Self-Targeting (Targeting Method)

“Self-targeting is based on a self-selecting mechanism as part of programmes which are designed so that only a given category of people apply for benefits.” Source: Cristina Cirillo & Mario Gyori & Fábio Veras Soares, 2017. " Targeting social protection and agricultural interventions: potential for synergies ," One Pager 367, International Policy Centre for Inclusive Growth.

Shock-responsive social protection

"Shock-responsive social protection is a term used to bring focus on shocks that affect a large proportion of the population simultaneously (covariate shocks). It encompasses the adaptation of routine social protection programmes and systems to cope with changes in context and demand following large-scale shocks. This can be ex ante by building shock-responsive systems, plans and partnerships in advance of a shock to better prepare for emergency response; or ex post, to support households once...

Single Registry

Different countries call their systems and registries in different ways depending on their historical trajectory. Depending on the country, the term ‘Single Registry’ has been used as a synonym of Social Registry , or Integrated Beneficiary Registry – both components of an Integrated Information System for Social Protection . See also: Social Registry ; Integrated Beneficiary Registry ; Integrated Social Protection Information System . Sources: Barca (2017). Integrating data and information...

Social Assistance

“Social assistance provides support for those in poverty. Normally, social insurance is financed from contributions by workers and their employers, whereas social assistance is tax-financed (…) It is the component of social protection with the strongest focus on poverty reduction.” Source: Barrientos, A. (2010). ‘Social Protection and Poverty’, Social Policy and Development Programme Paper, No. 42

Social care services

"Social care services refer to non-cash interventions such as family support services to prevent family breakdown, child protection services to respond to abuse and neglect, alternative care for children, and social work support to people with disabilities. The importance of psychosocial support in such circumstances is recognised in some quarters (OPM 2017)."

Social Health Insurance

“Social health insurance (SHI) is a financing mechanism that is used in a variety of forms in high, middle and low income countries alike. Insurance as a means of financing typically involves a defined contribution (premium) linked to a defined package of benefits for a specific period of time. The risks of needing health care expenditures are pooled across individuals who are enrolled in insurance plans or programs.” Source: World Bank (n.d.) ‘Social Health Insurance’, World Bank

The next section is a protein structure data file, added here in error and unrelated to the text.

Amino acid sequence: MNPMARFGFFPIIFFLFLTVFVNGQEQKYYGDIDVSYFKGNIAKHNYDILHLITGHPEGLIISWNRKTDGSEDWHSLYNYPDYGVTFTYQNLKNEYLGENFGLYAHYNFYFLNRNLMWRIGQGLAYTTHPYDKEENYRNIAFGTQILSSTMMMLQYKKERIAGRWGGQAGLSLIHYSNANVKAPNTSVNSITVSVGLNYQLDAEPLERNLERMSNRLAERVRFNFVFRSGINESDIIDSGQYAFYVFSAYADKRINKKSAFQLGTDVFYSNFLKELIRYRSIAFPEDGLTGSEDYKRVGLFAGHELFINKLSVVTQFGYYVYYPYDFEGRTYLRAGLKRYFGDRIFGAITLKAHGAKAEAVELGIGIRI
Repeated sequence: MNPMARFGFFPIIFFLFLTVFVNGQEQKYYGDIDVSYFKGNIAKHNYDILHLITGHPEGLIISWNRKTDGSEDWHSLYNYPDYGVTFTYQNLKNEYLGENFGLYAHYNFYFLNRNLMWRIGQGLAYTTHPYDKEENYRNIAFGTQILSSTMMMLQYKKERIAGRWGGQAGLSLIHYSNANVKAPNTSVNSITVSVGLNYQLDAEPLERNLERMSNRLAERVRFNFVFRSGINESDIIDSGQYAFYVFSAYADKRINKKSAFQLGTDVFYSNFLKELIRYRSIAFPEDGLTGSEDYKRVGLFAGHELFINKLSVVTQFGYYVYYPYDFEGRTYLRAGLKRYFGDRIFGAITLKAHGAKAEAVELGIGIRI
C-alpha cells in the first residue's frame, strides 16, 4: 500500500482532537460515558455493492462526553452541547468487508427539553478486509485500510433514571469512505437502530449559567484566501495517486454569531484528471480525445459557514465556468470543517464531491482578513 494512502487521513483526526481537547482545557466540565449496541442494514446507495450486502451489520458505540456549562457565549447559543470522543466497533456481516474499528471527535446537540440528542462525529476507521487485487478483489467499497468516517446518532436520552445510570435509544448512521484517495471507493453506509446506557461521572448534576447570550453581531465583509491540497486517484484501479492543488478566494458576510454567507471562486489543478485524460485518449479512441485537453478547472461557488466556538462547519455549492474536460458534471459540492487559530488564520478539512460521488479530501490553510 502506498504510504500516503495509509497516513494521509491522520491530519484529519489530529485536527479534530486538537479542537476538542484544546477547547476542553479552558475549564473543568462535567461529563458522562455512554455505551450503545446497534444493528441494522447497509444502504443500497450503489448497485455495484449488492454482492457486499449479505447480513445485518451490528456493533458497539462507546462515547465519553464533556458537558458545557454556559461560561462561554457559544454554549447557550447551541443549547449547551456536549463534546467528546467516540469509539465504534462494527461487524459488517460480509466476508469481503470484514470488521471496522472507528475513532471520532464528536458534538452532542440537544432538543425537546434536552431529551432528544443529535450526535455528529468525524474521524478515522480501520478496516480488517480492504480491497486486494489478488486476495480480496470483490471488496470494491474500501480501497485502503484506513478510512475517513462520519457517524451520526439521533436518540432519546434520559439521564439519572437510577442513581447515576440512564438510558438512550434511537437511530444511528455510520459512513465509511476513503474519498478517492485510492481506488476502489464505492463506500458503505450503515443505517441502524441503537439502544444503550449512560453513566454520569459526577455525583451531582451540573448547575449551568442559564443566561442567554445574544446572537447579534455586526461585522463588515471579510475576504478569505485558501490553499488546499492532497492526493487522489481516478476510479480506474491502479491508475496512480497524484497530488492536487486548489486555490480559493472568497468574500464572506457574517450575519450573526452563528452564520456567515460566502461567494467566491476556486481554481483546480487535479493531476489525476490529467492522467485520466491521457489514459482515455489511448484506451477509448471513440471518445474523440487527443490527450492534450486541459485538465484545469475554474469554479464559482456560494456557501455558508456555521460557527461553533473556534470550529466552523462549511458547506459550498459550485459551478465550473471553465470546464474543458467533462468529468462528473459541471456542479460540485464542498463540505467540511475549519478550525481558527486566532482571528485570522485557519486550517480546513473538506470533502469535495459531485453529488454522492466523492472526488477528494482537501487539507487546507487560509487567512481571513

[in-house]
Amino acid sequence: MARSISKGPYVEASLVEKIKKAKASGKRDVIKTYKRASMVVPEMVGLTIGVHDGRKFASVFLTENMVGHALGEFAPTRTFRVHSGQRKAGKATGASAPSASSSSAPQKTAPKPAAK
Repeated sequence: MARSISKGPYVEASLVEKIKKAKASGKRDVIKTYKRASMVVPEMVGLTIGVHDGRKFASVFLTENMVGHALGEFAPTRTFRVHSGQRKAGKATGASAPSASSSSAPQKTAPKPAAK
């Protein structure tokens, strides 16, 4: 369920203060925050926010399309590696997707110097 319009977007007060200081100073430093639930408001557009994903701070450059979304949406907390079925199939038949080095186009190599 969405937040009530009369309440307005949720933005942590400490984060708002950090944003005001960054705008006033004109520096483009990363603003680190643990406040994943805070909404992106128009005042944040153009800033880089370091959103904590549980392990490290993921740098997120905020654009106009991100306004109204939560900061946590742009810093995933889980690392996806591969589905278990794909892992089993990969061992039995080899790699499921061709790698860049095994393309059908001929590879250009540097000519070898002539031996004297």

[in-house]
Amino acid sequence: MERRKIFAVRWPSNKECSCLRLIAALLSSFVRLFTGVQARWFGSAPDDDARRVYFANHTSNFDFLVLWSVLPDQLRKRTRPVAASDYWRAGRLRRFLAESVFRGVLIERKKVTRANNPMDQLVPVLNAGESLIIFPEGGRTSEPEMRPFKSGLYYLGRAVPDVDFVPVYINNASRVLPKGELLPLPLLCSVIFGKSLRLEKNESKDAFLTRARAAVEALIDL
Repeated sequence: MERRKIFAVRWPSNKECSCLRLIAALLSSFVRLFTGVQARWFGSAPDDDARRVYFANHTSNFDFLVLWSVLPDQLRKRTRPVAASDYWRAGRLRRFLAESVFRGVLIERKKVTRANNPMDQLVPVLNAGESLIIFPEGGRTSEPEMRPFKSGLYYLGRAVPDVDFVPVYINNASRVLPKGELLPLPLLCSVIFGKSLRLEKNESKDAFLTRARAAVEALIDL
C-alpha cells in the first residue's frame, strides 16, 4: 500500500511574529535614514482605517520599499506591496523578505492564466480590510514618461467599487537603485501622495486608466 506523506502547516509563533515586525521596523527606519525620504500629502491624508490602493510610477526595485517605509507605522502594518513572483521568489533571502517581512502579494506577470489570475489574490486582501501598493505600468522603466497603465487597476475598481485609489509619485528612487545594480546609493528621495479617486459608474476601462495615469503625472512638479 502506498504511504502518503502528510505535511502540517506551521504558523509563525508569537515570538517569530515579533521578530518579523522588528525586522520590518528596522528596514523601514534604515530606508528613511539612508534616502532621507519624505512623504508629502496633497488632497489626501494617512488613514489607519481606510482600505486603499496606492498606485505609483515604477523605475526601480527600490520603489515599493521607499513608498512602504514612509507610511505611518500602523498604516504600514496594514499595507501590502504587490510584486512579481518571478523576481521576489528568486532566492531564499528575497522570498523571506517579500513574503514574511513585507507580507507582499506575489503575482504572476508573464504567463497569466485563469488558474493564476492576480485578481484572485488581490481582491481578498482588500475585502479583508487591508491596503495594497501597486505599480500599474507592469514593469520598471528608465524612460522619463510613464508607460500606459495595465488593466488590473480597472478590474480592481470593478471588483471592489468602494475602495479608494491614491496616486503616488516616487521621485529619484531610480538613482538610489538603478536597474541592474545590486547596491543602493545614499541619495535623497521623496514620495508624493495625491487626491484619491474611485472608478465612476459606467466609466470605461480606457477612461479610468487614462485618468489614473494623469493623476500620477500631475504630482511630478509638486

Social health protection

“Social health protection comprises all the instruments that aim at removing financial barriers preventing access to health services and protecting people from the impoverishing effects of medical expenditures.” Source: Hörmansdörfer, C. (2009). ‘Health and Social Protection’ in OECD, Promoting Pro-Poor Growth SOCIAL PROTECTION, OECD, 145-153

Social inclusion

"Social inclusion aims to empower poor and marginalized people to take advantage of burgeoning global opportunities. It ensures that people have a voice in decisions which affect their lives and that they enjoy equal access to markets, services and political, social and physical spaces." Source: World Bank (2013). ‘Social Inclusion’

Social Insurance (Contributory schemes)

“Social insurance consists of programmes providing protection against life-course contingencies such as maternity and old age, or work-related contingencies such as unemployment or sickness (…) Normally, social insurance is financed from contributions by workers and their employers”. Source: Barrientos, A. (2010). ‘Social Protection and Poverty’, Social Policy and Development Programme Paper, No. 42

Social pensions

"Social pensions are cash transfers provided by the State to older persons or persons with disabilities, and to others who have not been engaged with the formal labour market or have not contributed enough during their working life. They are intended to ensure coverage of basic needs through income transfer and, in some cases, to facilitate access to health services and food. Their provision is subject to age requirements, degree of disability and poverty status." Also see: Old-age pension...